The problems with writing historical military fiction are many-fold.
Time, for example. Nowadays, we really have little comprehension of how long it took people to travel from place to place. You can work it out roughly, of course, based on the speed a man or horse walks.
But what about a sailing ship? A simple trip across the Channel might take from a day to more than a week, depending on wind and tides.
And these affect the characters in your novel if, as in many plots, the story is woven around real historical events. Which, of course, must take place where and when the accepted record insists they actually did.
But the real issue with military historicals is the characters themselves. Especially in action/adventure stories.
Problem is, early society was highly polarised: a few ‘haves’ plus an awful lot of ‘have-nots’. Move this on to the 18th/19th century military and you have, well – exactly the same.
That’s why in this type of story so many main characters are officers and, most usually, gentlemen. Rank and file soldiers and sailors were…the invisible workings of a machine. Individuality was drilled (or flogged) out of them by necessity. Armies on both land and sea needed large bodies of men to stand, unflinching, in the face of cannon and musket fire, sometimes at point-blank range. And they had to remain at their posts unless ordered otherwise – by a superior. The only individuals capable of any independent thought or action were the officers.
So you have Hornblower and Aubrey; Sharpe, Steele, Rawson and Morgan. All commanders of men: all capable of zig-zagging through a steadfastly linear historical event-line. And it’s that zigging and zagging which forms the bones of a novel. Which is a story about people, not events.
But every good main character needs a companion; a device as old as literature itself. A Patrocles for Achilles; a Jeeves for Wooster. Someone sympathetic to the hero, but also very different.
The companion must be someone useful, too. A ‘helper’. If you’re going into battle, you probably want a soldier by your side rather than…a playwright, for example. Or at least someone carrying a weapon.
A doctor might be useful, as Patrick O’Brien’s Jack Aubrey found with his companion, ship’s surgeon Stephen Maturin. But it’s difficult to invent a non-military type who can still, realistically, get involved in the thick of the action.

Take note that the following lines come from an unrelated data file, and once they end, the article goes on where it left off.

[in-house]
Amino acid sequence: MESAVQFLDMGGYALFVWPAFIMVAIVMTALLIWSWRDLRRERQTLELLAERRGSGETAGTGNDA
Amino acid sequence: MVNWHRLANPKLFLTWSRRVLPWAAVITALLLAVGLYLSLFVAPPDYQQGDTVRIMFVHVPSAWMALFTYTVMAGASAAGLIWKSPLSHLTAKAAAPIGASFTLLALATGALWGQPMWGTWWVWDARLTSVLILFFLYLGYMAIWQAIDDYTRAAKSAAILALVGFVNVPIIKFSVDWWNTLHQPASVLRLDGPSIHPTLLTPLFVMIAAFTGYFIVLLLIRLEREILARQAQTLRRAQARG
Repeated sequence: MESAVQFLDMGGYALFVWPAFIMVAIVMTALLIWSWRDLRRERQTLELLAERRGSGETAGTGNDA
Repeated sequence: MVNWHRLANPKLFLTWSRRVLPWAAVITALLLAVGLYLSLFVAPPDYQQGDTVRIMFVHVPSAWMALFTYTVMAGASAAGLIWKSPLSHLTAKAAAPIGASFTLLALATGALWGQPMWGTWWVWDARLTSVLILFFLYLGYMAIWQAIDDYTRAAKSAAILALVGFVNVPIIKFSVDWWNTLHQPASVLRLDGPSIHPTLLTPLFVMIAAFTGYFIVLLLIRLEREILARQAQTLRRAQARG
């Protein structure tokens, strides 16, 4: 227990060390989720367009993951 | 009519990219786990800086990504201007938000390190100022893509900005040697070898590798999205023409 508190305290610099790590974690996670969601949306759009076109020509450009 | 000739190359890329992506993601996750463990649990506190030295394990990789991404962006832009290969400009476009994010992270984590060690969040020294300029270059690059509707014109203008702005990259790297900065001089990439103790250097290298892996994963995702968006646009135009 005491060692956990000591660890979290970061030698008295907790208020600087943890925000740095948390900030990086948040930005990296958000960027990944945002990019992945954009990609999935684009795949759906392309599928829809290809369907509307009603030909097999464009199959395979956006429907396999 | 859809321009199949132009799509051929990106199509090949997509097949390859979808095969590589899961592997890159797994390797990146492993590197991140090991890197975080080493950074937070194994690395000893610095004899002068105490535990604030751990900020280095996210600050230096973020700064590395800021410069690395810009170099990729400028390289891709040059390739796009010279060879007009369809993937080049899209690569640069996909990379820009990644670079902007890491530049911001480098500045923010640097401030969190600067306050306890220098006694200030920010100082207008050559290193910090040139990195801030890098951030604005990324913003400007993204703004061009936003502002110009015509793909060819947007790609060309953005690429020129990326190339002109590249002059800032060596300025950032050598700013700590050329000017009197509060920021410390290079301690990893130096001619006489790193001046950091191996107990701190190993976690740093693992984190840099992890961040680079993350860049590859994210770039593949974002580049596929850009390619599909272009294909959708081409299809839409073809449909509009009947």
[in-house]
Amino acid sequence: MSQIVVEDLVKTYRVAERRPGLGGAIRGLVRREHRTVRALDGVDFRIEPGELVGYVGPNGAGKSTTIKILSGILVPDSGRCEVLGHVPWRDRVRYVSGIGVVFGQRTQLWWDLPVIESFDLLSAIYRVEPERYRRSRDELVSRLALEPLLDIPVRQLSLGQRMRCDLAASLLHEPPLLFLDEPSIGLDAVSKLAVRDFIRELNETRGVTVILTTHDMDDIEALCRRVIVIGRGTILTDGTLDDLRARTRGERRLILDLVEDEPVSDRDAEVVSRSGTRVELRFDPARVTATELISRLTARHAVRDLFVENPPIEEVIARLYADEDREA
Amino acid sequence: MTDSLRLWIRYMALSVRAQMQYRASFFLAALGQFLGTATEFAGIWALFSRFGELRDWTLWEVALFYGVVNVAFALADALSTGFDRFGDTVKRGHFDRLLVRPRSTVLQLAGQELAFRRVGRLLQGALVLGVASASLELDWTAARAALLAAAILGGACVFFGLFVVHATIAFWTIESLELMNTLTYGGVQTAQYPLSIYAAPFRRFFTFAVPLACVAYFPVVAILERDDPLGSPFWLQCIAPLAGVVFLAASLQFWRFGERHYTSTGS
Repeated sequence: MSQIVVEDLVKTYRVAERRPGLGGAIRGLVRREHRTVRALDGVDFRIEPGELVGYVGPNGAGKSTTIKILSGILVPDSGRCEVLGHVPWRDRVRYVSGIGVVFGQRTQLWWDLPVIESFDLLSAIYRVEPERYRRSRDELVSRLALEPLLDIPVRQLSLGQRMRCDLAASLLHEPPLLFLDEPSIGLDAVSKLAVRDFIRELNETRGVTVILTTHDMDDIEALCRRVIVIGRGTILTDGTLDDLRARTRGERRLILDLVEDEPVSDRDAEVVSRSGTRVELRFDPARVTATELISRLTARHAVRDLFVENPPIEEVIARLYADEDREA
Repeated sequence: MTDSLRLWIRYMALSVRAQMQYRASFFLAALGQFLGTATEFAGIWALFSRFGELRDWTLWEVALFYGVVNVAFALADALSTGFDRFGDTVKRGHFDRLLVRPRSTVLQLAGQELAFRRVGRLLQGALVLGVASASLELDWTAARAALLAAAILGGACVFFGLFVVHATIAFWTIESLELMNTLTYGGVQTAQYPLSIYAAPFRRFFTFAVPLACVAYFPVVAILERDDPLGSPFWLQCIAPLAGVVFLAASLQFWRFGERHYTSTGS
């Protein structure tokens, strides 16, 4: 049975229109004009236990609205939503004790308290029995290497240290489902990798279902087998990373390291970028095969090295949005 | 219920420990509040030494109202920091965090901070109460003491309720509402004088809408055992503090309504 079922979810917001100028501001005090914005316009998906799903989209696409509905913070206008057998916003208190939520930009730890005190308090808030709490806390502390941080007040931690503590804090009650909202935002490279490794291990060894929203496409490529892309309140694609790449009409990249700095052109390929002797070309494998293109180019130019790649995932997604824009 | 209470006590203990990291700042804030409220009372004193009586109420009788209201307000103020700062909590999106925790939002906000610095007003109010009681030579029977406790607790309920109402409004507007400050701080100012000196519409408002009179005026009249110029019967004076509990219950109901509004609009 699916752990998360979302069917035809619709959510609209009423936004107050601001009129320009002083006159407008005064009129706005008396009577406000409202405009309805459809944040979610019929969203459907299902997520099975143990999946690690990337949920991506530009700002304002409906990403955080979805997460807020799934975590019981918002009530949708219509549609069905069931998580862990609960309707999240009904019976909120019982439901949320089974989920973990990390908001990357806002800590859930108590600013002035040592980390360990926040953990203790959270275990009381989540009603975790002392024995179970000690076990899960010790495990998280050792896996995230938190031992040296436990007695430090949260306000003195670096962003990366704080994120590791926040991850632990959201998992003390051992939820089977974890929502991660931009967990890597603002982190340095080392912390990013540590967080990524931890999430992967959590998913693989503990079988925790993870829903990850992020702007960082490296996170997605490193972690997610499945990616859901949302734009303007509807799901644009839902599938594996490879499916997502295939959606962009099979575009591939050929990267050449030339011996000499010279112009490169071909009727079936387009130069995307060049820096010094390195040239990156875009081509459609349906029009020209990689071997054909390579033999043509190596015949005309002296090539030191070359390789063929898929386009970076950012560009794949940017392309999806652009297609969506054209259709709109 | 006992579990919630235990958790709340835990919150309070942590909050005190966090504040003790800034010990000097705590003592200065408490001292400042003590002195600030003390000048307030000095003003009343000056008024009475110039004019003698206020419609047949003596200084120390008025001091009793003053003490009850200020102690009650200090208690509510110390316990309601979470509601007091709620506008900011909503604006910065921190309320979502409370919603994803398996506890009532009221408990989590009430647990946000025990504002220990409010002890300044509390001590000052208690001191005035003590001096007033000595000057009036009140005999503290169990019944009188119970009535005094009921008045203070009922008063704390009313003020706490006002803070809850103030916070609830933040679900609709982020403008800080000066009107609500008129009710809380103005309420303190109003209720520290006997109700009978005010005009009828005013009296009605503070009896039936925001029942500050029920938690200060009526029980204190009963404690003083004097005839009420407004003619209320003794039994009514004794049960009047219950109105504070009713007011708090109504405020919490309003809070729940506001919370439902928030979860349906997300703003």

So Bernard Cornwell’s Sharpe has Sergeant Harper. They’re similar, in that they’re both soldiers. But they have very different characters.
And the non-commissioned-officer-as-companion theme has been followed by a number of other authors of land-based stories. It’s easy to see why. A sergeant’s authority, though at a much lower level, still brings with it a certain degree of independence. Nowhere near as much as his officer, but still enough to be of use as a plot device. Plus he’ll probably be an asset should his officer get into any scrapes.
Which he will. Or at any rate, in the type of stories we’re talking about, he should do.
Some authors have successfully written lower-class main characters. John Boyne’s John Jacob Turnstile becomes an officer’s servant, as
his only alternative to jail, in Boyne’s first-person novel ‘Mutiny on the Bounty’. But because, as a servant, the character is privately paid and not part of the ship’s company, he effectively remains detached from much of the day to day activity going on around him. Consequently, he has no ‘companion’. And the voyage wasn’t strictly a military operation. Not quite the same, then.
Are there any alternatives? Two officers would be fine. Personally I prefer to see a conflict reflected from both sides of the coin, if you will. Officers’ privileges protected them, to a degree, from many of the rigours of a campaign. When I read a battle scene I want to find out how the private soldier fared, too. But two enlisted men? I don’t think it would work.
One of each it is, then. After all, Napoleon said, ‘Good sergeants make better officers’. (Unlike the British, Napoleonic France promoted men on merit). The problem is, most of Boney’s better fiction was published in the Moniteur. (Joke for
Napoleonic buffs. Ha, ha.)
I guess that’s why a lot of writers follow the same well-worn path, many not even bothering to look for a ‘twist’; something new or a bit different. If the thing works, don’t mess with it. You could argue that imitation is a sincere form of flattery; perhaps you think it’s just plain laziness. But since most action/adventure stories are based on the ‘Hero’s Journey’ plot anyway (think ‘Star Wars’ for a contemporary example), you might expect a writer to at least try to bring something new to the genre.
Which is what I did: try, I mean. Whether I succeed will, ultimately, be up to the readers. That’s you lot!
Thanks for reading.